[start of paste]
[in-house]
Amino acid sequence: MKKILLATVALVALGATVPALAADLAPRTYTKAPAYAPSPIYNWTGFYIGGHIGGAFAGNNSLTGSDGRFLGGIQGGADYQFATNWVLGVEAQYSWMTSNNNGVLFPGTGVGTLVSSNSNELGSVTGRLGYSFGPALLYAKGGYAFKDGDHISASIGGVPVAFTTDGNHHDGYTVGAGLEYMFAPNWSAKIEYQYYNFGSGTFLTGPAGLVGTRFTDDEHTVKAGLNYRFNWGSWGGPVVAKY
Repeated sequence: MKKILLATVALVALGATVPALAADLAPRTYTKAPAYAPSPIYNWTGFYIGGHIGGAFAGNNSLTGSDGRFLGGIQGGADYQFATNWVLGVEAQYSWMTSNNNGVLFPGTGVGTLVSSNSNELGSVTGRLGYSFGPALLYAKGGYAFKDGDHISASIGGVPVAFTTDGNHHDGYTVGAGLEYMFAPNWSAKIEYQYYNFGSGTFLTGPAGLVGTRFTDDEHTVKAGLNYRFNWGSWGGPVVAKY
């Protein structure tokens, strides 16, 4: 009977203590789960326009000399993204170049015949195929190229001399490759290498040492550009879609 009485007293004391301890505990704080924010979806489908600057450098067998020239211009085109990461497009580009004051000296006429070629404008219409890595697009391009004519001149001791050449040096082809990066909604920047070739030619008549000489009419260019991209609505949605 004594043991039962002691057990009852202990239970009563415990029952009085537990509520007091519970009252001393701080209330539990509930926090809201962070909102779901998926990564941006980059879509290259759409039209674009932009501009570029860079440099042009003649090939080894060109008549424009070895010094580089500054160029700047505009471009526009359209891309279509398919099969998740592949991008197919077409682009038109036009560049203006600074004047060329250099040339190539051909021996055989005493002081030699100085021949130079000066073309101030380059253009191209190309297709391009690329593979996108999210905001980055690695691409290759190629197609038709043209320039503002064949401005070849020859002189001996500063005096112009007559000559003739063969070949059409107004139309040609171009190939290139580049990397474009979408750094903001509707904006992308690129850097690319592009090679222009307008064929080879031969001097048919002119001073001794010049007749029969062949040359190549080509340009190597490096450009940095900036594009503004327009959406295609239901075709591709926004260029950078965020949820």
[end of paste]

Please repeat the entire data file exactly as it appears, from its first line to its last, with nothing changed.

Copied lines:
[in-house]
Amino acid sequence: MKKILLATVALVALGATVPALAADLAPRTYTKAPAYAPSPIYNWTGFYIGGHIGGAFAGNNSLTGSDGRFLGGIQGGADYQFATNWVLGVEAQYSWMTSNNNGVLFPGTGVGTLVSSNSNELGSVTGRLGYSFGPALLYAKGGYAFKDGDHISASIGGVPVAFTTDGNHHDGYTVGAGLEYMFAPNWSAKIEYQYYNFGSGTFLTGPAGLVGTRFTDDEHTVKAGLNYRFNWGSWGGPVVAKY
Repeated sequence: MKKILLATVALVALGATVPALAADLAPRTYTKAPAYAPSPIYNWTGFYIGGHIGGAFAGNNSLTGSDGRFLGGIQGGADYQFATNWVLGVEAQYSWMTSNNNGVLFPGTGVGTLVSSNSNELGSVTGRLGYSFGPALLYAKGGYAFKDGDHISASIGGVPVAFTTDGNHHDGYTVGAGLEYMFAPNWSAKIEYQYYNFGSGTFLTGPAGLVGTRFTDDEHTVKAGLNYRFNWGSWGGPVVAKY
């Protein structure tokens, strides 16, 4: 009977203590789960326009000399993204170049015949195929190229001399490759290498040492550009879609 009485007293004391301890505990704080924010979806489908600057450098067998020239211009085109990461497009580009004051000296006429070629404008219409890595697009391009004519001149001791050449040096082809990066909604920047070739030619008549000489009419260019991209609505949605 004594043991039962002691057990009852202990239970009563415990029952009085537990509520007091519970009252001393701080209330539990509930926090809201962070909102779901998926990564941006980059879509290259759409039209674009932009501009570029860079440099042009003649090939080894060109008549424009070895010094580089500054160029700047505009471009526009359209891309279509398919099969998740592949991008197919077409682009038109036009560049203006600074004047060329250099040339190539051909021996055989005493002081030699100085021949130079000066073309101030380059253009191209190309297709391009690329593979996108999210905001980055690695691409290759190629197609038709043209320039503002064949401005070849020859002189001996500063005096112009007559000559003739063969070949059409107004139309040609171009190939290139580049990397474009979408750094903001509707904006992308690129850097690319592009090679222009307008064929080879031969001097048919002119001073001794010049007749029969062949040359190549080509340009190597490096450009940095900036594009503004327009959406295609239901075709591709926004260029950078965020949820």